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Maurice Sendak

Maurice Sendak was one of the most influential writers and illustrators in the world of children's literature. Born on June 10, 1928, in Brooklyn, New York, to Polish-Jewish parents, Sendak's childhood was marked by the memories of his extended family lost in the Holocaust, a theme that subtly influenced his work.

Sendak developed an early passion for drawing and went on to study at the Art Students League in New York. His career began as an illustrator for other authors before he started writing his own stories. Over the course of his prolific career, he illustrated more than 100 books and authored several others.

His most famous work, "Where the Wild Things Are," published in 1963, broke conventional rules of children's storytelling and brought a new depth of emotion and complexity to the genre. The book tells the story of a young boy named Max who escapes to a world filled with wild and whimsical creatures. Sendak's evocative illustrations and narrative won the Caldecott Medal in 1964 and forever changed the landscape of children's literature.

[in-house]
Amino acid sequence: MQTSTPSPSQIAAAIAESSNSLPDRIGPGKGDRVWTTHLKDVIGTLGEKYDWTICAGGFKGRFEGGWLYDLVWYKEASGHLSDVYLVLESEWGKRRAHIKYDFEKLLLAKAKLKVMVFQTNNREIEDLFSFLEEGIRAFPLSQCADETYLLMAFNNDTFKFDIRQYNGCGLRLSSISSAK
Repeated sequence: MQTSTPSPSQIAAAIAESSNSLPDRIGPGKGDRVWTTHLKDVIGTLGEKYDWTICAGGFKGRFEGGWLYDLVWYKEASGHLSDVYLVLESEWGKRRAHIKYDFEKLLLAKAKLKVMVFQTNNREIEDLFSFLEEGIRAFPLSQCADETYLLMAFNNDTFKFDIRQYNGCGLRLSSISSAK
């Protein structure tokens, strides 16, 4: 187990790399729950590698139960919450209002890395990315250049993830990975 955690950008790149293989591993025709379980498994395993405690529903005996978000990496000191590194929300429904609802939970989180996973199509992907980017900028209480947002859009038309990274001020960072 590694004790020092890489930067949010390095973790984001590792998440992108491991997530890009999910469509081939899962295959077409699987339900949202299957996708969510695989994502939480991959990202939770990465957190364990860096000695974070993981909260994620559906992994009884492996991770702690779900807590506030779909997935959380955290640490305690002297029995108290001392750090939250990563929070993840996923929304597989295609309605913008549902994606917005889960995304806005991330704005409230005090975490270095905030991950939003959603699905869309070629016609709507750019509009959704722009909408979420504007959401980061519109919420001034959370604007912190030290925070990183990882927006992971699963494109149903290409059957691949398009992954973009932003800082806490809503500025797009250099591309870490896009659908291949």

Other notable works by Sendak include "In the Night Kitchen" and "Outside Over There." His illustrations often carried a blend of fantasy and reality, a mix of whimsy and darkness that resonated with both children and adults. 

Maurice Sendak's work was not confined to books alone. He also ventured into television, opera, and ballet, showcasing his talents in various artistic fields. The small drawing included in this exhibit was given to his book designer at Dial Books, and references Really Rosie, a musical adaptation of the Nutshell Library books.

Sendak's contributions to literature were recognized with numerous awards, including the National Medal of Arts, which he received in 1996. He was also a strong advocate for the creative rights of artists and worked tirelessly to support artistic expression.

Sadly, Maurice Sendak passed away on May 8, 2012, but his legacy continues to inspire and captivate audiences around the world. His ability to explore the psychological depth of children's emotions, coupled with his mastery of visual storytelling, has made his work timeless.

Maurice Sendak's books continue to be celebrated as landmarks in children's literature, and his groundbreaking approach to storytelling is still studied and admired. His bold creativity and unwavering commitment to his craft have left an indelible mark on the world of literature and art, cementing his reputation as one of the great masters of his time.

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